FanDuel - WFBC

June 28, 2010

Teen Sailor Defends Round-the-World Attempt: Sixteen-year-old solo sailor Abby Sunderland, back on dry land for the first time since her Indian Ocean rescue, is pushing back at criticism of her parents for allowing her to embark on the record-attempting journey. "Any sailor that goes out to the water knows that being hit by a rogue wave is a risk, no matter where you are," she said on Reunion Island, where she met her brother Zac. "That was a risk that I was willing to take."

posted by rcade to extreme at 08:39 AM - 42 comments

Meanwhile, the parents have bemoaned their financial state through all this, making statements such as "We are not wealthy people".

Now with the daughter's comments, I have yet to see or hear a member of the family demonstrate any sort of rational grasp on the concept of responsibility - logistically, fiscally, or otherwise.

There are goals and dreams, and then there is the consideration for those people and resources you may end up putting in a position of having to respond under strenuous conditions. The captain of the French rescue vessel ended up in the water during the transfer from the sailboat, and could have lost his life in a situation like that.

posted by beaverboard at 10:18 AM on June 28

Now with the daughter's comments, I have yet to see or hear a member of the family demonstrate any sort of rational grasp on the concept of responsibility - logistically, fiscally, or otherwise.

From the quotes in this story, it doesn't appear that Abby Sunderland is concerned that other countries paid in excess of $300,000 to rescue her. She says, "I know that the USA would do the same for a citizen of any other country as these countries did for me." It should not be the responsibility of the world to pay the cost of your adventures, especially when you are undertaking them as a commercial enterprise and helping your family score a reality TV deal. At a minimum, the Sunderlands should be agreeing to help pay the costs with whatever profit they earn from the effort.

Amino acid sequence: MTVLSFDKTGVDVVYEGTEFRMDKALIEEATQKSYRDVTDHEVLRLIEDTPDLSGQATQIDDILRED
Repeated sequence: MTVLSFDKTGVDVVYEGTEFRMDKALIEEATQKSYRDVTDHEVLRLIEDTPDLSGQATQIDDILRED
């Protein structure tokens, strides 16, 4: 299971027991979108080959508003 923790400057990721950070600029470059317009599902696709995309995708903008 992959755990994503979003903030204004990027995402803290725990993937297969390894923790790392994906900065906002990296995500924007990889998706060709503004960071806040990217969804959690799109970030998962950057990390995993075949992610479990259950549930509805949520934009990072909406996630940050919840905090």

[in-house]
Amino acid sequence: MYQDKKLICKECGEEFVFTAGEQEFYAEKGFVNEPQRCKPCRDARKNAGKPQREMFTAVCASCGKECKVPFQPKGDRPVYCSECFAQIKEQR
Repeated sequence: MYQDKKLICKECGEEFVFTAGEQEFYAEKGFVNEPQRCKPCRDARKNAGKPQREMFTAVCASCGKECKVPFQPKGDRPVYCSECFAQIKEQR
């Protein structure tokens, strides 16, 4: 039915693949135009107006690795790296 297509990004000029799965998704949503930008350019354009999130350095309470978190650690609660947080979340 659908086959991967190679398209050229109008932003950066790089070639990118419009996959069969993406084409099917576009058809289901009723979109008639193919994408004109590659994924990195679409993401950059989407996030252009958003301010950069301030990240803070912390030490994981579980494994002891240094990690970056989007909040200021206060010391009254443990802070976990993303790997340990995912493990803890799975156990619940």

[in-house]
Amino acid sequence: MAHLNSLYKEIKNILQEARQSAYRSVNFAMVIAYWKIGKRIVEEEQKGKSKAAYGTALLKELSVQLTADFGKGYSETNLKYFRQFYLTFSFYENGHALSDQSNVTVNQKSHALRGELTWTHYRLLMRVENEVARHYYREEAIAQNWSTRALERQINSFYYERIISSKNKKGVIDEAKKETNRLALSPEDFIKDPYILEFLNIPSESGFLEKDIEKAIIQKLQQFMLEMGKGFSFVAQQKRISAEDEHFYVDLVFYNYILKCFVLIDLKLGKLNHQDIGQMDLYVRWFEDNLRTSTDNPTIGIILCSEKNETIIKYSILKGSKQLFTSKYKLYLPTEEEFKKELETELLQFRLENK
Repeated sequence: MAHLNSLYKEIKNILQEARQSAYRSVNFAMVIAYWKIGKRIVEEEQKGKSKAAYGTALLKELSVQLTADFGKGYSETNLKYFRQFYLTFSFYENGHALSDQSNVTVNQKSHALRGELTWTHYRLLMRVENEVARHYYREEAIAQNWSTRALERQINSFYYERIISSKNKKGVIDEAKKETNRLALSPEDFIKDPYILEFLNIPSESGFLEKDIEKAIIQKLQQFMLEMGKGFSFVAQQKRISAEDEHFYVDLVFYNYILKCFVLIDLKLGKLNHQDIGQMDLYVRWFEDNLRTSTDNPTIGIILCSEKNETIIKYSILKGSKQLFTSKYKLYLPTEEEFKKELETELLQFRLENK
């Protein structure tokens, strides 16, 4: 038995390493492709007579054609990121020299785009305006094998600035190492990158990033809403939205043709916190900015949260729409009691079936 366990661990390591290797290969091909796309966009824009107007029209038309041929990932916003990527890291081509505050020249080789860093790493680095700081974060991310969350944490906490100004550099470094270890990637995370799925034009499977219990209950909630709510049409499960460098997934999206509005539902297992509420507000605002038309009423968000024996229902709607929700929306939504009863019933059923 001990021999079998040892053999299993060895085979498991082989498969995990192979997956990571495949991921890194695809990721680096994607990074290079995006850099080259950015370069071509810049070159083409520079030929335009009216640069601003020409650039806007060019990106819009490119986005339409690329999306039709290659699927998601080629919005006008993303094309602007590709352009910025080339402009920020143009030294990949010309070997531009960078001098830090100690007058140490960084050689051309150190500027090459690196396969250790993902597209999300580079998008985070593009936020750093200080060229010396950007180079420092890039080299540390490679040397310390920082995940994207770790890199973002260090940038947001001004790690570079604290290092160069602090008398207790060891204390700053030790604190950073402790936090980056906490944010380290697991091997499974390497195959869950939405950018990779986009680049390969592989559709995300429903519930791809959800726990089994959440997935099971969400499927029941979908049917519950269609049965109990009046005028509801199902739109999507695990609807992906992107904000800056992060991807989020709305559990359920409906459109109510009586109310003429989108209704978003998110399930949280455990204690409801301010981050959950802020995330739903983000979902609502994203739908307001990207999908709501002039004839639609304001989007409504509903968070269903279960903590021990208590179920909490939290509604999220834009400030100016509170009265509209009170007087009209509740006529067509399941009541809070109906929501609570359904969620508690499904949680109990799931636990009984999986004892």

posted by rcade at 10:47 AM on June 28

So if a commercial fishing boat (in it for the money!) needed to be rescued you'd suggest that they pay back any rescue fees?

posted by tron7 at 12:24 PM on June 28

Why not? In many places, you (or your insurance) have to pay for an ambulance. [Never mind that earning a living on a fishing boat and sailing solo around the world for your own glory are not even remotely the same thing.]

posted by bender at 12:38 PM on June 28

Should only those wealthy enough to pay for a possible rescue then be allowed to undertake such adventures?

posted by Ricardo at 12:46 PM on June 28

Are rescues free so long as we agree with why you are out there in the first place? We could set up a committee to determine which voyages are legitimate ventures to afford free rescue. Heck, it could actually be the same committee that determines what age is deemed safe enough to circumnavigate.

posted by tron7 at 01:11 PM on June 28

Rescue services and the cost of rescue services is a very difficult thing to compute as in theory if you maintain those services then the cost for rescue is vague. For example - a county or government decides they need a fire department search and rescue team for the protection of their citizens. They purchase helicopters and equipment, the maintain a staff of qualified personel, and those people train regularly to be prepared for the time when they are needed. When a call of a mountaineer in trouble comes in, the equipment and manpower and equipment is waiting and ready, Since the cost is already budgeted into the normal training and operation of that stuff, it really doesn't cost anything extra to use as it is already being used for routine training anyway.